The world is full of some fantastic sites, from natural to the human-made. So how do I pick what to take a picture of when I’m out and about?
Well, it depends (I know… everyone’s favorite answer!).
I can find beauty or intrigue in almost anything. While digital allows me to shoot as much as I want, I try to be slightly more discerning in my experimenting. It sucks to have over 500 photos to weed through and edit after a weeks vacation. I take the apparent picture but then I try to take only a few artsy ones to satisfy my curiosity of would this work? Plus, I learned on film and have picked it up again, so I’m trying to slow myself down and find the right shot.
Whatever that means.
Let’s pretend I’m out in nature, maybe exploring a new to me hiking trail. Of course, I know of “the shot” everyone, and their mom takes on this trail. I will probably take at least one photo of the shot (because that’s what you do) and then I’ll start to look around. Can I get a different perspective, higher or lower maybe? What if I turn to the right or left? What’s behind me?
When I arrive at a scene, I usually take a moment to scan the area. What pops for me? Then I will get out my camera to see if the scene still works when I look through the viewfinder. Do I need to move because that tree branch now looks funny? Do I need a different angle to make a better composition? A step to the left (but not too far as I don’t want to fall off the edge!).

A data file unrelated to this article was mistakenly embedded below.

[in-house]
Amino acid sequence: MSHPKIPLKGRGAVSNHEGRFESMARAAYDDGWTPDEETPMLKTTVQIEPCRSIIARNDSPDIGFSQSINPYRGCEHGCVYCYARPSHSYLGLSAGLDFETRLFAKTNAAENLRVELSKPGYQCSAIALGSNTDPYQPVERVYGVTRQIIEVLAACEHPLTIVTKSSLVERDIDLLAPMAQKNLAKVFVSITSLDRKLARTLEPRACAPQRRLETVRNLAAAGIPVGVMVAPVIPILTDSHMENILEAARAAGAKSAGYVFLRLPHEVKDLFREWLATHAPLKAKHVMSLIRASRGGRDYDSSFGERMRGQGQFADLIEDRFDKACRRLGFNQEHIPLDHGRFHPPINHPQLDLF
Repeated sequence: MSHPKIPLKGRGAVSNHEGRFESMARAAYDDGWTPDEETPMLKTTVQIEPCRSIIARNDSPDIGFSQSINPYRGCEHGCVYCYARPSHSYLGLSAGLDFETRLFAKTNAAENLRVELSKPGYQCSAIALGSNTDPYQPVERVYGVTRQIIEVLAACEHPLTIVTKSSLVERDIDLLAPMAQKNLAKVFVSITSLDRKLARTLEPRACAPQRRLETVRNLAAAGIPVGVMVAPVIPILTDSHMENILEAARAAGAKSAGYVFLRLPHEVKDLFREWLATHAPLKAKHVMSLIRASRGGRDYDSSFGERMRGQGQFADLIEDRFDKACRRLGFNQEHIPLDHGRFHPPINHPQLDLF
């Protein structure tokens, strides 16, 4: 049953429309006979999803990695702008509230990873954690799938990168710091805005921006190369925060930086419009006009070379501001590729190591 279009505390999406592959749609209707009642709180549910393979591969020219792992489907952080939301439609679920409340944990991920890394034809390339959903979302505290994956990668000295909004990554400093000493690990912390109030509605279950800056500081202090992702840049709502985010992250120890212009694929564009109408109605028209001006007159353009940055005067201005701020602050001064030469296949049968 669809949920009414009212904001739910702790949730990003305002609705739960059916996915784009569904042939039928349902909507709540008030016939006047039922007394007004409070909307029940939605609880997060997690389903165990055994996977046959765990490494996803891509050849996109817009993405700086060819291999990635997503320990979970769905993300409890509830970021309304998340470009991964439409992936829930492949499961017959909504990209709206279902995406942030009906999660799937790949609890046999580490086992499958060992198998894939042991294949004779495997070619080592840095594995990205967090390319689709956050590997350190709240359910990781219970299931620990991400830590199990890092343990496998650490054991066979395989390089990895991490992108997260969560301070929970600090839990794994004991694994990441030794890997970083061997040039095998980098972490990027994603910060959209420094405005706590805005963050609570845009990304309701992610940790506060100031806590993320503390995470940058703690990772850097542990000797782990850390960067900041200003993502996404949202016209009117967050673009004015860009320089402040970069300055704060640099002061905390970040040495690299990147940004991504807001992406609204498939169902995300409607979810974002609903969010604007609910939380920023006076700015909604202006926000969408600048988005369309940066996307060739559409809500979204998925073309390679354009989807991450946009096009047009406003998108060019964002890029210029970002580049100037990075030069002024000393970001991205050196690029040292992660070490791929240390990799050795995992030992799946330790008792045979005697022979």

Sometimes, a lot of times, it doesn’t work.
Looking through the lens makes things look different. Maybe when I look through the lens, there are less distinguishing characteristics in the foreground, and everything runs together. If so, I don’t take the photo but keep looking around.
If I’m not 100% sure if the scene works, I take a test shot with my cell phone. If I like it, I shoot with my “real” camera. If not, I look again with my eye to see if I missed something. I try to work quickly and efficiently with my phone because I’m usually making someone wait.
Eventually, I’ll find something I like better to snap.
I’m usually drawn to scenes with lots of greens and blues. Blue skies, trees, the ocean tend to grab my eye first. I also love colorful rock formations like Sedona’s red rocks or the texture of hoodoos in Bryce Canyon.
If I’m in the city, skylines are an easy answer. Who doesn’t like a skyline image? You can see several different and unique architecture in one picture. There’s usually different shapes, either of the building themselves or one some detail in the building like the windows. I also love the shadows the sun and other buildings can cast. And of course, the reflections in all-glass buildings make me happy.
I’m always looking for a scene that will work well on film or in black and white. I may overshoot on my digital camera (creating more work for myself) but I will always ask will this work compositionally and light wise on film? Will it translate well to black and white?
I will always be a sucker for film and black and white images.
There’s something about those two that keep pulling me back in. They also make me slow down, be in the moment, and analyze what’s in front of me. I like that moment of really seeing the landscape in front of me to decide if this is the best I can do before I press the shutter button.
So, in short, what makes me press that little button?
- An interesting formation, either rocks or buildings.
- Something I can visualize in black and white easily.
- Something different or unexpected about a tourist spot.
- Something I want to remember for myself. (This is a big one!)